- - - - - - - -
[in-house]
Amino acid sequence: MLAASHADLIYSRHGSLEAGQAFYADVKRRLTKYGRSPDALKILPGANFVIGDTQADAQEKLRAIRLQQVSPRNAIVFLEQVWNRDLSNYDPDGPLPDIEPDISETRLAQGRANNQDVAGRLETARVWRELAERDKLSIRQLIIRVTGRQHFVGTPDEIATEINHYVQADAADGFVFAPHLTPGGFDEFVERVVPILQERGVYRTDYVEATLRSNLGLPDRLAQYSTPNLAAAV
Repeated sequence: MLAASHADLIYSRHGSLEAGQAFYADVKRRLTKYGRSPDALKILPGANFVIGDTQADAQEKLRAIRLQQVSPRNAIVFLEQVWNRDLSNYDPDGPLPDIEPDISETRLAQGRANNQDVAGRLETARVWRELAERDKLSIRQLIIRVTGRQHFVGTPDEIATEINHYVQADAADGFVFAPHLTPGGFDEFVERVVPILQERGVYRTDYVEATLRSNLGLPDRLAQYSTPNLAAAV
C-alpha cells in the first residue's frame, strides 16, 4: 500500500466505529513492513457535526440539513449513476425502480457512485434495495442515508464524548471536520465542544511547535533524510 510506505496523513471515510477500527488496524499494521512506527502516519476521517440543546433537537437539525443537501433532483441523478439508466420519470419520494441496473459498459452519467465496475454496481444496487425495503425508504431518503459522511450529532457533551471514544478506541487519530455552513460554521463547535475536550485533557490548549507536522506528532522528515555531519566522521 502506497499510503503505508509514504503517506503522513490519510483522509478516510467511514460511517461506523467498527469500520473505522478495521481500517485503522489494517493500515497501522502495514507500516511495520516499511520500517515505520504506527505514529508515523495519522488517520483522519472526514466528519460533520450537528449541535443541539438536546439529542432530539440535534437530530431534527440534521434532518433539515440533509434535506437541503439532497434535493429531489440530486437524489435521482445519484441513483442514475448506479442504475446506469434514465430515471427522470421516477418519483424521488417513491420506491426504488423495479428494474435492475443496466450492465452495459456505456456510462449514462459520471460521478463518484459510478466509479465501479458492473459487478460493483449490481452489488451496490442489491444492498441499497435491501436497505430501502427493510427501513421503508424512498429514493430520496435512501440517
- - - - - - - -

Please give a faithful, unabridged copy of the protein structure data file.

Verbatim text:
[in-house]
Amino acid sequence: MLAASHADLIYSRHGSLEAGQAFYADVKRRLTKYGRSPDALKILPGANFVIGDTQADAQEKLRAIRLQQVSPRNAIVFLEQVWNRDLSNYDPDGPLPDIEPDISETRLAQGRANNQDVAGRLETARVWRELAERDKLSIRQLIIRVTGRQHFVGTPDEIATEINHYVQADAADGFVFAPHLTPGGFDEFVERVVPILQERGVYRTDYVEATLRSNLGLPDRLAQYSTPNLAAAV
Repeated sequence: MLAASHADLIYSRHGSLEAGQAFYADVKRRLTKYGRSPDALKILPGANFVIGDTQADAQEKLRAIRLQQVSPRNAIVFLEQVWNRDLSNYDPDGPLPDIEPDISETRLAQGRANNQDVAGRLETARVWRELAERDKLSIRQLIIRVTGRQHFVGTPDEIATEINHYVQADAADGFVFAPHLTPGGFDEFVERVVPILQERGVYRTDYVEATLRSNLGLPDRLAQYSTPNLAAAV
C-alpha cells in the first residue's frame, strides 16, 4: 500500500466505529513492513457535526440539513449513476425502480457512485434495495442515508464524548471536520465542544511547535533524510 510506505496523513471515510477500527488496524499494521512506527502516519476521517440543546433537537437539525443537501433532483441523478439508466420519470419520494441496473459498459452519467465496475454496481444496487425495503425508504431518503459522511450529532457533551471514544478506541487519530455552513460554521463547535475536550485533557490548549507536522506528532522528515555531519566522521 502506497499510503503505508509514504503517506503522513490519510483522509478516510467511514460511517461506523467498527469500520473505522478495521481500517485503522489494517493500515497501522502495514507500516511495520516499511520500517515505520504506527505514529508515523495519522488517520483522519472526514466528519460533520450537528449541535443541539438536546439529542432530539440535534437530530431534527440534521434532518433539515440533509434535506437541503439532497434535493429531489440530486437524489435521482445519484441513483442514475448506479442504475446506469434514465430515471427522470421516477418519483424521488417513491420506491426504488423495479428494474435492475443496466450492465452495459456505456456510462449514462459520471460521478463518484459510478466509479465501479458492473459487478460493483449490481452489488451496490442489491444492498441499497435491501436497505430501502427493510427501513421503508424512498429514493430520496435512501440517